Bryn Price: Safer Kent
PUBLISHED: 07:14 25 September 2015 | UPDATED: 07:14 25 September 2015
Manu Palomeque 07977074797
Safer Kent’s director Bryn Price combines a love of sport with a desire to make his adopted county a better place for us all.
Using sport to help young people has become part of the ethos of Safer Kent (formerly The Kent People’s Trust), the charity dedicated to creating a better environment for everyone in Kent.
Which is why Bryn Price couldn’t be a better fit as its director; a phenomenal endurance athlete, he takes part in gruelling sporting challenges every year not only because he simply loves them but also to help raise funds.
Bryn grew up in Africa, where he was a cross-country schoolboy runner and rugby player. His first career was in the Rhodesian civil service as a district officer working out in rural areas, which led to getting heavily involved in training people, an area he discovered he not only enjoyed but was good at.
A natural preference for extreme sports also became a lifelong passion and Bryn took part in events including The Comrades Marathon, the world’s largest and oldest ultra-marathon race.
It was originally started to commemorate the South African soldiers killed during the First World War and run for the first time on 24 May 1921 (Empire Day).
After Rhodesia became the independent Republic of Zimbabwe in 1980, Bryn’s job was no longer available and he moved to South Africa before relocating permanently to Great Britain in 1991.
It wasn’t his first sight of the UK, however: he’d come over in 1988 specifically to run the London marathon, achieving a place in the elite fast-start group. Simply unstoppable, after he turned 50 Bryn decided to break into triathlons and is currently in training for the world’s longest non-stop canoe race.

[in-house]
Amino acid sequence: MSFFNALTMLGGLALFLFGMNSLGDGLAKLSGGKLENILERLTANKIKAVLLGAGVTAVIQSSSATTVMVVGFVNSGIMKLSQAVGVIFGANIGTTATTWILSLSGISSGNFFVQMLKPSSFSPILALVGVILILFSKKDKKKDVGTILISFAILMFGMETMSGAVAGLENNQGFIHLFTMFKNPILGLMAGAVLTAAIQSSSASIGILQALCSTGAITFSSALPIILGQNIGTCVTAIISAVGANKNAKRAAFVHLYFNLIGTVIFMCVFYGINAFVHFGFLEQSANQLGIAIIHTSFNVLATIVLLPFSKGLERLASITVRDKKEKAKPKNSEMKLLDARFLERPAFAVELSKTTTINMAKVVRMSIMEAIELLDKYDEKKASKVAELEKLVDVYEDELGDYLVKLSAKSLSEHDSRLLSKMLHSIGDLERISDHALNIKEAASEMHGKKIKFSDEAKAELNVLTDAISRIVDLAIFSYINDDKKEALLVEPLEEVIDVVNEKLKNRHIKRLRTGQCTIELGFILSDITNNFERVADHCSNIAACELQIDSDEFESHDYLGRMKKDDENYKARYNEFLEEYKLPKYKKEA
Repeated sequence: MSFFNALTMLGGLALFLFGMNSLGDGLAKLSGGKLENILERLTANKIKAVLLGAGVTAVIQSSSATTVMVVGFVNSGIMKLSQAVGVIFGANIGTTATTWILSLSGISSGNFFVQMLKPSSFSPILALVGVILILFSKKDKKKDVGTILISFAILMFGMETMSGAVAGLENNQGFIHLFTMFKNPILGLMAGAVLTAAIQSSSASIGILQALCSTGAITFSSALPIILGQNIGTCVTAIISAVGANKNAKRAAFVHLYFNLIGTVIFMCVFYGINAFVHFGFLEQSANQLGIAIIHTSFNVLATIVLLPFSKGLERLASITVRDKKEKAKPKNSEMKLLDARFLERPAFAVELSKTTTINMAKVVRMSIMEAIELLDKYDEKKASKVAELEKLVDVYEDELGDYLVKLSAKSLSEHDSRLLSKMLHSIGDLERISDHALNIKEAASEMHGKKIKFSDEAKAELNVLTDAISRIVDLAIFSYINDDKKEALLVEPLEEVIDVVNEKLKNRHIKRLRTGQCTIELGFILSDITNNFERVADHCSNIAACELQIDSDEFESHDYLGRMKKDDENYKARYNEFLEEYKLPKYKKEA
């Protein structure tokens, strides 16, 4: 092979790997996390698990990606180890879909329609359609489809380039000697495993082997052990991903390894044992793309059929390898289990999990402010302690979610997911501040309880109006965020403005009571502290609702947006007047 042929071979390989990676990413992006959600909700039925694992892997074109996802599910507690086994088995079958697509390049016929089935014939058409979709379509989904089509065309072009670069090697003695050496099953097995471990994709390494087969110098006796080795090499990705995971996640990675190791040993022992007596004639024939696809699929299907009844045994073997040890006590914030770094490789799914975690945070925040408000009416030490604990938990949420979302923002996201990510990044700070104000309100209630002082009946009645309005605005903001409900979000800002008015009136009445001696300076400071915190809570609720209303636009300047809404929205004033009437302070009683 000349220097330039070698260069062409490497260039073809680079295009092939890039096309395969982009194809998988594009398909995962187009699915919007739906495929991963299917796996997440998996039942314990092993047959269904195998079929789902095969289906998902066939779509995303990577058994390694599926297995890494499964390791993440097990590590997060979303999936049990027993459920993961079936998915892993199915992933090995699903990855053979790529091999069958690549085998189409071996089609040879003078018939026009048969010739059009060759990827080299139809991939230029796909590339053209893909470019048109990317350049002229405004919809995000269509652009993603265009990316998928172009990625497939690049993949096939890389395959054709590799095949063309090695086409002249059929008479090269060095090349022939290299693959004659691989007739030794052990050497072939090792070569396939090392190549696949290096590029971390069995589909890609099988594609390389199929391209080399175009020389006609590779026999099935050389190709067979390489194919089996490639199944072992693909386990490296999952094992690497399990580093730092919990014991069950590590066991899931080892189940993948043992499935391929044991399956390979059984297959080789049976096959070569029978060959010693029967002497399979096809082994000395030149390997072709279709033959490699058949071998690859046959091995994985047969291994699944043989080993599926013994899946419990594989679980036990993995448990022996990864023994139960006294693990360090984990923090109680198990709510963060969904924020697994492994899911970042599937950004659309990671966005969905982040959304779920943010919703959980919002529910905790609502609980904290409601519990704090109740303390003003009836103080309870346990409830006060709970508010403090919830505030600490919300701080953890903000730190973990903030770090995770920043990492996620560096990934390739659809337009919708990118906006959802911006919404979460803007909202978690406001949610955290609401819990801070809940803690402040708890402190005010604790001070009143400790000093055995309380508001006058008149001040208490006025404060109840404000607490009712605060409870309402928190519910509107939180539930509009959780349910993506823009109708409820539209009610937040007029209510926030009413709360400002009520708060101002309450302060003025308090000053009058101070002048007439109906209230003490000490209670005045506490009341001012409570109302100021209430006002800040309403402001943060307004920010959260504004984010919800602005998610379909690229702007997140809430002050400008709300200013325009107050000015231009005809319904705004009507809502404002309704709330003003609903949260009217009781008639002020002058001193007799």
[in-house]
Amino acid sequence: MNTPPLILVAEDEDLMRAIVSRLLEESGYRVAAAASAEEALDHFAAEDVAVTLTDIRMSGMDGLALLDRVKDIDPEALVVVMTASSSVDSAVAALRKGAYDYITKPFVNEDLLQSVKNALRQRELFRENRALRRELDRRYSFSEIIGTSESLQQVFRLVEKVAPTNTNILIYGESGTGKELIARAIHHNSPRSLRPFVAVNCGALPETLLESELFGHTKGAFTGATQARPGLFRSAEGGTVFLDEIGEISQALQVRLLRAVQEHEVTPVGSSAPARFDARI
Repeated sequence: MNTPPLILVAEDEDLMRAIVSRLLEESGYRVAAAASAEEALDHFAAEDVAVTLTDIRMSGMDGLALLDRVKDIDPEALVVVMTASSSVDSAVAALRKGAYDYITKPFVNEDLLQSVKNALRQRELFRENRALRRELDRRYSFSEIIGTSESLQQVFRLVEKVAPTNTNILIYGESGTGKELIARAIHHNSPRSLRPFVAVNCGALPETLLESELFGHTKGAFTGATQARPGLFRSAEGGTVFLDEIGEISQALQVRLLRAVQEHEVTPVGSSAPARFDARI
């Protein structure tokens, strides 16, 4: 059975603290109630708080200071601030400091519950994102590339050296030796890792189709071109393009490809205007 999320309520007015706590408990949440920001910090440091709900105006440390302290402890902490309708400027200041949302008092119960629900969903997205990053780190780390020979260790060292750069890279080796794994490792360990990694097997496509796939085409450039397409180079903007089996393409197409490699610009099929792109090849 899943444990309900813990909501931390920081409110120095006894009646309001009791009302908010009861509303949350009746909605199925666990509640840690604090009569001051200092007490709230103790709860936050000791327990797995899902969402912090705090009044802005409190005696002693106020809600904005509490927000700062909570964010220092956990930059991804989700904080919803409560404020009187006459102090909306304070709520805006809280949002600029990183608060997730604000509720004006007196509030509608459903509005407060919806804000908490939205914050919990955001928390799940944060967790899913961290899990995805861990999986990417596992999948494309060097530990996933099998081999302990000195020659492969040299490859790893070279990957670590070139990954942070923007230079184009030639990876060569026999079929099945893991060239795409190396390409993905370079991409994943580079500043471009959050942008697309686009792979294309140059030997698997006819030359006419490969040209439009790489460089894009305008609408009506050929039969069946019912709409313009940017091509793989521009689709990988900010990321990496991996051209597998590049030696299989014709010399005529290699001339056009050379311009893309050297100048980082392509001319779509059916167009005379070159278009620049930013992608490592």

With a job at Kent Police as a training officer, his new life quickly took shape, from buying a house in Maidstone to being introduced to his wife (who grew up in Zambia) through the local hairdresser, another fellow South African.
Kent Police asked Bryn to run its management leadership programmes, which included setting up a Masters Degree programme for the police and fire service with Canterbury Christ Church University. Kent was the lead in this brand new initiative and not only did other forces subsequently follow, but the lessons they leant there were picked up by other organisations – including the Church of England.
Some of the lecturers on the programme were approached to run what became known as ‘the baby Bishops’ course, applying the same principles that when a police officer moves up to senior manager, similar lessons are needed when a vicar moves on to being a bishop.
Despite not being a police officer, Bryn then got the chance to take on the role of staff officer to the assistant police constable, as a short-term strategic secondment.
At that time he was in charge of partnership and income generation and part of his role was to look after Kent People’s Trust.
This had started in 2000 when a group of public and private organisations, led by the High Sheriff of Kent, recognised the need to help prevent crime before it started. They wanted to support local people who were committed to helping themselves and their communities.
Since then, the Trust has donated more than £800,000 to local projects in Kent and Medway, working with a wide range of individuals and organisations providing everything from youth clubs, security advice for the elderly, youth mentoring programmes to drug rehabilitation schemes. These projects not only help prevent crime but also genuinely improve the safety and wellbeing of local communities.
When Bryn reached pension age a couple of years ago, The Trust asked him to stay on to look after the charity, which brings us full circle and explains why we are chatting in an office in Police HQ, Maidstone – the base for what is now Safer Kent. Bryn explains the background to the name change. “We realised that we had to reach far more into the business community because public sector funding was drying up.
“That meant we had to look at how we were perceived and we started work on rebranding the Trust, which is how Safer Kent came about; it allowed people to understand immediately what we are trying to do.
“Wherever people are working together to make Kent a safer and better place to live, Safer Kent is working alongside them.”
It all began eight years ago with the introduction of youth inclusion programmes where young people referred by a range of agencies are put through structured projects. This started off with sailing and has now spread all the way through to judo, football, rugby and a planned cricket programme.